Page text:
A ski descent
Dates: May 19-21, 2018
Participants: Duncan Pawson, Tobias Huxol, Justin Krawetz
Note from the author: I apologize for my tardiness. I was debating whether or not to write a TR for this trip as it’s a relatively common ski descent and many a TR exist. That said, fun was had and gnar was shredded so I figured it’s worth it. Also to my knowledge, no VOC specific TR has been published on the subject. Hopefully I still get all the “facts” straight :p
Not much to say here. Tobias and I left Vancouver at a very leisurely hour (somewhere in the late morning/early afternoon) and met Justin in Abbotsford who had made the drive up from Princeton. I left my car at a park-and-ride lot and we hopped into Justin’s car. After an uneventful border crossing, we drove to Mt Rainer National Park where we parked and ninja camped at the Paradise lot (1600m). The sound of rain pattering the tent and draining down the catch basin in the parking lot made for some nice white noise to fall asleep to, all the while Justin’s car provided some much needed stealth cover for our left flank.
A relatively chill day. Alarm woke us up to a thick layer of fog around 7 or 8am. We had a quick bite to eat, packed, drove to the visitor center to use the washrooms (cause we were too lazy to walk), backed up into some dude’s car, drove back to our “campsite”, and then we were off.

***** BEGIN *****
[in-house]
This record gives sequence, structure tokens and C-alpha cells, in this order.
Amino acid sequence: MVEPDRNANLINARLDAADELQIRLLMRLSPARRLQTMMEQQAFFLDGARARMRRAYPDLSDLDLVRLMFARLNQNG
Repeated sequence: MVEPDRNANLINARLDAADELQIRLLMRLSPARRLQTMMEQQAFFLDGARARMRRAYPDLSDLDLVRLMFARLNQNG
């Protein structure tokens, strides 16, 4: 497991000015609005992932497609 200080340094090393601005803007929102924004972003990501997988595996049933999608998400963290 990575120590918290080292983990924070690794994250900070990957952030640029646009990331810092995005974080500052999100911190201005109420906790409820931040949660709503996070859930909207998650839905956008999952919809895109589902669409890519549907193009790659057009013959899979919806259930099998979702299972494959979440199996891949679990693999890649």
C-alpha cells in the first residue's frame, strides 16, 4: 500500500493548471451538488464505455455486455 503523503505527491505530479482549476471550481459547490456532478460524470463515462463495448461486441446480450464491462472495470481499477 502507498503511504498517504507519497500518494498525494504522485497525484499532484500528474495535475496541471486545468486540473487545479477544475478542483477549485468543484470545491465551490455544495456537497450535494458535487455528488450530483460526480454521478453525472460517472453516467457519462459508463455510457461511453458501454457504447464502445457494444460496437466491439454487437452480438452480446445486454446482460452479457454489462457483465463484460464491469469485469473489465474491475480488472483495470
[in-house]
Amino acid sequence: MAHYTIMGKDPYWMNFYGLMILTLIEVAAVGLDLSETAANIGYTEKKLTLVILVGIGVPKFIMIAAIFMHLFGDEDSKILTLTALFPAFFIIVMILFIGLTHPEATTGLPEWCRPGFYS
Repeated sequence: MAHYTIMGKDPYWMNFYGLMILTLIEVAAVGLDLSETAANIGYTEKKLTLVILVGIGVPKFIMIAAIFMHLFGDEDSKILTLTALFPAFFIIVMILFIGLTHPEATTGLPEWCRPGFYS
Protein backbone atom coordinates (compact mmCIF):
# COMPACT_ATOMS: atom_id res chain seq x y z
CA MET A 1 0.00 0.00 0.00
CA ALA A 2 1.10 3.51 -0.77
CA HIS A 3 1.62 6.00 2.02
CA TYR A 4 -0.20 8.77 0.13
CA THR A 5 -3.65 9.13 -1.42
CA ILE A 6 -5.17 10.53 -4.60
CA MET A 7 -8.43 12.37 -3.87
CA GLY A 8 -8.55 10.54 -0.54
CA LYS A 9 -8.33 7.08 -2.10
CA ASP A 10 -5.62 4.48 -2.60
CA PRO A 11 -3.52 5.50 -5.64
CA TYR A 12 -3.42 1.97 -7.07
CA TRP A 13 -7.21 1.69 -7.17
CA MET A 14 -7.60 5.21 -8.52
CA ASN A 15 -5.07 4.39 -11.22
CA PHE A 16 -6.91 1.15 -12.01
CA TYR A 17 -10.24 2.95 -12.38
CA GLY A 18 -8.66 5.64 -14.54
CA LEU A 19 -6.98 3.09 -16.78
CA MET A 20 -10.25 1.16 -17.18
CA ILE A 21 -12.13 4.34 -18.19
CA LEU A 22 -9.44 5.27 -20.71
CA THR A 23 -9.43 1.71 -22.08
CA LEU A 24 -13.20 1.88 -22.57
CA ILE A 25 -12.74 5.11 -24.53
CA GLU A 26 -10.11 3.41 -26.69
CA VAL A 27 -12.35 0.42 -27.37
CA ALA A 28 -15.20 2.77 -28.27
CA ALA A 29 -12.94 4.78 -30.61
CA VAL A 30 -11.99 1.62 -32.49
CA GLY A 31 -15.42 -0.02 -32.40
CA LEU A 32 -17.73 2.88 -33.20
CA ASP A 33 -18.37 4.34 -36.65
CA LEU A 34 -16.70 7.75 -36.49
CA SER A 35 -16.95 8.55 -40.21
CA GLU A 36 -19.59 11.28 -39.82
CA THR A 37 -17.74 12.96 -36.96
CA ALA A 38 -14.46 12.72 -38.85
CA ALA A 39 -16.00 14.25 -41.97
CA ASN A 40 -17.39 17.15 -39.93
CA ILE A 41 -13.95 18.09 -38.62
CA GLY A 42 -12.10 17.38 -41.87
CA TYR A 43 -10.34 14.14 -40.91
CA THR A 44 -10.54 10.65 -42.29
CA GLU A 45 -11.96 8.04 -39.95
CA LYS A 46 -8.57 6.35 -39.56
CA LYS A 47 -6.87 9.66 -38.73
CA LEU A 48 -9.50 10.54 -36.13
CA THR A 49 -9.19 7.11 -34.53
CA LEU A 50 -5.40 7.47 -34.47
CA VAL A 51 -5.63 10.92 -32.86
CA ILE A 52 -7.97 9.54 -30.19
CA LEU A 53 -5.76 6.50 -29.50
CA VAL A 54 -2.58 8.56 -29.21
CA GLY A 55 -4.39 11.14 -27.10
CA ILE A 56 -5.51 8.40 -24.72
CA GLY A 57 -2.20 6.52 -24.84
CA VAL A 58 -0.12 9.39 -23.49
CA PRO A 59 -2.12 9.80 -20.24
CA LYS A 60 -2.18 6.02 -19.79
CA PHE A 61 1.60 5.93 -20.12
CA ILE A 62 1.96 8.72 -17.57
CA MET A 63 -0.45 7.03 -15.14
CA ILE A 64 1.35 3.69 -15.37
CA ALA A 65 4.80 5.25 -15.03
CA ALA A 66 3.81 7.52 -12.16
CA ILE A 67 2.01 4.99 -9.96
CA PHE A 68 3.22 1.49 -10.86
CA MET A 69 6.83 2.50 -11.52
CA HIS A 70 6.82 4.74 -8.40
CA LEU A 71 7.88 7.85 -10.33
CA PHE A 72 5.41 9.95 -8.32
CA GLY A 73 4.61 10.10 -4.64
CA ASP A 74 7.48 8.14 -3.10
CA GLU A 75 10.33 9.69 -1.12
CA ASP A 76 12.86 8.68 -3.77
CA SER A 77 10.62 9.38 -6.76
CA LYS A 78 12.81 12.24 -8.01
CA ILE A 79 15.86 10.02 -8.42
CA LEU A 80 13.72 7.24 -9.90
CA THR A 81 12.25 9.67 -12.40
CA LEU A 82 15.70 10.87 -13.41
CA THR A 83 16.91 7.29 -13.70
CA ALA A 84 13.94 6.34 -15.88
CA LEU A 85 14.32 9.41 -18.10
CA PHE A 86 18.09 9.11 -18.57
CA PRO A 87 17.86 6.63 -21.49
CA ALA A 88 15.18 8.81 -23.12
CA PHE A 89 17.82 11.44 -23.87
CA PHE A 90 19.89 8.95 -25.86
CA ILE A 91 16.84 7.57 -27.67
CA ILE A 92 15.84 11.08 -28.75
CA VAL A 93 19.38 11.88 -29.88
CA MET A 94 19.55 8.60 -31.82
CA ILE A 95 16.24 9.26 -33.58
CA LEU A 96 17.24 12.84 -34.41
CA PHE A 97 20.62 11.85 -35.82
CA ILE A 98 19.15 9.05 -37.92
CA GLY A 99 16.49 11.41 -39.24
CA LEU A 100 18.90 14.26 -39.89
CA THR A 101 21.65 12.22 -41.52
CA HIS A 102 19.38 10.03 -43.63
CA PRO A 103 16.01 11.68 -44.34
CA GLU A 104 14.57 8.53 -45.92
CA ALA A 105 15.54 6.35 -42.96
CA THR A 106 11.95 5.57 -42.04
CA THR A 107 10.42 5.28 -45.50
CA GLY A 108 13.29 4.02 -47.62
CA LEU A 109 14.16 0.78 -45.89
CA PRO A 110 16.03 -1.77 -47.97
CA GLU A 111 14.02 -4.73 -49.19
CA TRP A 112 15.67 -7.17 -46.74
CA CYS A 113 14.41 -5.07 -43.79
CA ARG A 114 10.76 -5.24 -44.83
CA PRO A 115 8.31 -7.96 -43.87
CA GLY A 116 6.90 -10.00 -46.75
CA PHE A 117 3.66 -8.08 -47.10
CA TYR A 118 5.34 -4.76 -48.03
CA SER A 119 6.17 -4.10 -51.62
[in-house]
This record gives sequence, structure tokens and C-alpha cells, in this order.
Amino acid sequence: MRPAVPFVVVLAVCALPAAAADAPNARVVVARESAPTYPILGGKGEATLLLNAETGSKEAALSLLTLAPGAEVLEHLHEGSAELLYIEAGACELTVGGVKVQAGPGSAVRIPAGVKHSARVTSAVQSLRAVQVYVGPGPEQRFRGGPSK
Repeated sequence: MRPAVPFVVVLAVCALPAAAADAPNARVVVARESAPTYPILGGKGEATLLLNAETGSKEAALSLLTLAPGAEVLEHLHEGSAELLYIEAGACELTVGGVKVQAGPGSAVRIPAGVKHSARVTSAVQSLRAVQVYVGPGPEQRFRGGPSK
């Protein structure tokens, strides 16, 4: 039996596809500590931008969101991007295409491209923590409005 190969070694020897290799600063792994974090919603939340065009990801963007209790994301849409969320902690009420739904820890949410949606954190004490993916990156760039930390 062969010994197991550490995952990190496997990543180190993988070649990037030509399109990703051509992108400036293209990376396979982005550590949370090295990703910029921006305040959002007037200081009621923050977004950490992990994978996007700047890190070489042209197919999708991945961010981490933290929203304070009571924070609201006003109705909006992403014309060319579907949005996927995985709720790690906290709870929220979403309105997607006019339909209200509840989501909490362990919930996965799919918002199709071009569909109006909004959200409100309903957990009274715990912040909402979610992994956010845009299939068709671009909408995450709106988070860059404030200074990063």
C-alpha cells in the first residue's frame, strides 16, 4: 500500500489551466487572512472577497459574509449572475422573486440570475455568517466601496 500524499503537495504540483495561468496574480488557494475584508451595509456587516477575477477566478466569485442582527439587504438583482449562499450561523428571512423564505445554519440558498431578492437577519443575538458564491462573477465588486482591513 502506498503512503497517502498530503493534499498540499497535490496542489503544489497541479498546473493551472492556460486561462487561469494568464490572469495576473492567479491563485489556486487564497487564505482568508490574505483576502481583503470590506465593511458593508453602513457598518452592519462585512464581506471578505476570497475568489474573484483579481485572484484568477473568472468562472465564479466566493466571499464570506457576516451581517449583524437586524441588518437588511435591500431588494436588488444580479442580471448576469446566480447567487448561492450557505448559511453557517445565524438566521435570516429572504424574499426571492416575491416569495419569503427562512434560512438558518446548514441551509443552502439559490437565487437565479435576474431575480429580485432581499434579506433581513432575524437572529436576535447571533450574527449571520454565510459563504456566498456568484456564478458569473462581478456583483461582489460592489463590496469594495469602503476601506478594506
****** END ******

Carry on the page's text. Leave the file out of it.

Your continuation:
Skis were donned and we began making our way up parallel to the Skyline Trail. It wasn’t long before we dropped off the ridge to the base of the Nisqually Glacier. It was also at this point when we had breached the fog and began to rise above the low pressure system, allowing us to observe, in full, the breadth of the mountain in front of us. We continued onto the lower portion of the Nisqually and began making our way across, traversing at distance from some gnarly looking large seracs (there were many of these to come). The crevasses on this lower section of the mountain weren’t too much to take notice of. They were fairly small and easy to cross. We were off the lower section of the Nisqually pretty quick and onto Wilson Glacier. After crossing Wilson, we hit the ridgeline (mix of rock and snow) which we followed, more or less, until camp at 2800m.